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SEC Gets Order Freezing Petters Settlement Money

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(credit: Sherburne County Jail)

(credit: Sherburne County Jail)

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WASHINGTON (AP) — Federal regulators have won a court order against a hedge fund manager they accuse of funneling hundreds of millions of dollars from investors in his funds to the $3.7 billion Ponzi scheme run by convicted Minnesota businessman Tom Petters.

The Securities and Exchange Commission announced Monday the order by a federal judge in Minneapolis against Connecticut fund manager Marlon Quan. The order issued Friday by the judge freezes about $14 million that Quan was to get from a court-appointed receiver in the Petters case to settle claims against Petters by investors in Quan’s funds, the agency said.

The SEC filed civil charges against Quan of violating the securities laws and aiding the Petters fraud.

The agency also says Quan negotiated an agreement with the receiver to “divert” the Petters settlement funds to him and others instead of to the swindled investors.

The SEC also is seeking unspecified restitution and penalties against Quan, who lives in Greenwich, Conn.

An attorney representing Quan didn’t have an immediate comment Monday.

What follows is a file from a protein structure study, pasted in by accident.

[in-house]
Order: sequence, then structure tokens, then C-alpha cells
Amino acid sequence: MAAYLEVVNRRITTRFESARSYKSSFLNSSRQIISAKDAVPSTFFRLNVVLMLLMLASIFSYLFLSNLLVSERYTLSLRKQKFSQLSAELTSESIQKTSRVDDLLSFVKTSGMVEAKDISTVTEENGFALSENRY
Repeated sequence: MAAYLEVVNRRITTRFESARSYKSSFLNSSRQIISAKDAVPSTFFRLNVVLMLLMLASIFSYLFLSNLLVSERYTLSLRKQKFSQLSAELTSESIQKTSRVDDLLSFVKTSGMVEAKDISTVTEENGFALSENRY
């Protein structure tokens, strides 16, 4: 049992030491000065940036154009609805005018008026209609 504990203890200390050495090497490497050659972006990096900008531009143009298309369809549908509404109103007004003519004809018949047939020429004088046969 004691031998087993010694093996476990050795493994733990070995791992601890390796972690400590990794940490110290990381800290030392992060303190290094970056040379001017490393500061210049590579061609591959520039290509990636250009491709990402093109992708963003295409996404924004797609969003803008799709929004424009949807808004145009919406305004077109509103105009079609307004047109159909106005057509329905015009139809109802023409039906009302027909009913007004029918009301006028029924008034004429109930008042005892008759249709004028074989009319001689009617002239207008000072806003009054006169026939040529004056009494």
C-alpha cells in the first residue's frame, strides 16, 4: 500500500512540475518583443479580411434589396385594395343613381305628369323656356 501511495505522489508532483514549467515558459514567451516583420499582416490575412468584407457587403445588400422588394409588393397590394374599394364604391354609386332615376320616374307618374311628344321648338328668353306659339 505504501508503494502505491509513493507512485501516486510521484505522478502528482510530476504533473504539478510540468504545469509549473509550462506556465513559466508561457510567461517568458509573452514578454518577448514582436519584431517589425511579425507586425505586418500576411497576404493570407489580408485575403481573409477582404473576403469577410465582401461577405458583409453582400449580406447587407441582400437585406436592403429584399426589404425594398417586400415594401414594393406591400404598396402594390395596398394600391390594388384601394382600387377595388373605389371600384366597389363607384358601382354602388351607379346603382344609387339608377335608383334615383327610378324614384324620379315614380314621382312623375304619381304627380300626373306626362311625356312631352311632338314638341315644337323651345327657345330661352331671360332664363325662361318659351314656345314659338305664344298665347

Petters was convicted in 2009 on 20 counts of wire fraud, mail fraud, money laundering and conspiracy in one of the biggest Ponzi cases in recent years. He is serving a 50-year prison sentence but is appealing his conviction.

The SEC alleged that Quan collected more than $459 million from at least 165 investors in his hedge funds and funneled the majority of it, an amount it didn’t specify, to Petters from 2001 through September 2008. Quan made about $90 million in fees from investors in his funds whose money was transferred to Petters, the agency said. When Petters couldn’t make payments on the investments, Quan hid Petters’ defaults from the investors by fabricating transactions, according to the SEC.

At least two other investment firms funneled money to Petters’ empire, according to the regulators. Now-defunct Lancelot Investment Management, of Chicago, is said to have lost $1.5 billion in the scheme; its CEO pleaded guilty to wire fraud in 2009 and testified against Petters. Palm Beach Finance Partners, of Palm Beach Gardens, Fla., lost $1 billion and filed for bankruptcy protection.

(© Copyright 2011 The Associated Press. All Rights Reserved. This material may not be published, broadcast, rewritten or redistributed.)

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